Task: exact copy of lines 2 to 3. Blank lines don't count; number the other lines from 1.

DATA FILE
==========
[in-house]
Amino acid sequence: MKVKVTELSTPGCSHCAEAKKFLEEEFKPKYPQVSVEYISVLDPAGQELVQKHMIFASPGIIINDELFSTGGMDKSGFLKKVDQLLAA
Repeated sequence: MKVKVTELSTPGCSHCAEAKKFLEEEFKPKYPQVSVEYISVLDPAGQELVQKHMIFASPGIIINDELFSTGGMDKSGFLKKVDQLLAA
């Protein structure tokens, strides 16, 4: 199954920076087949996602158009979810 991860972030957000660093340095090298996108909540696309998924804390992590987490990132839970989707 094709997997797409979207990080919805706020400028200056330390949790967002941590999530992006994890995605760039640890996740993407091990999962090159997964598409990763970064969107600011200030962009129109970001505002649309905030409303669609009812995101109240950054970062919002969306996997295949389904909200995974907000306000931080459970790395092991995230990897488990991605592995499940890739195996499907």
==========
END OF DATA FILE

Amino acid sequence: MKVKVTELSTPGCSHCAEAKKFLEEEFKPKYPQVSVEYISVLDPAGQELVQKHMIFASPGIIINDELFSTGGMDKSGFLKKVDQLLAA
Repeated sequence: MKVKVTELSTPGCSHCAEAKKFLEEEFKPKYPQVSVEYISVLDPAGQELVQKHMIFASPGIIINDELFSTGGMDKSGFLKKVDQLLAA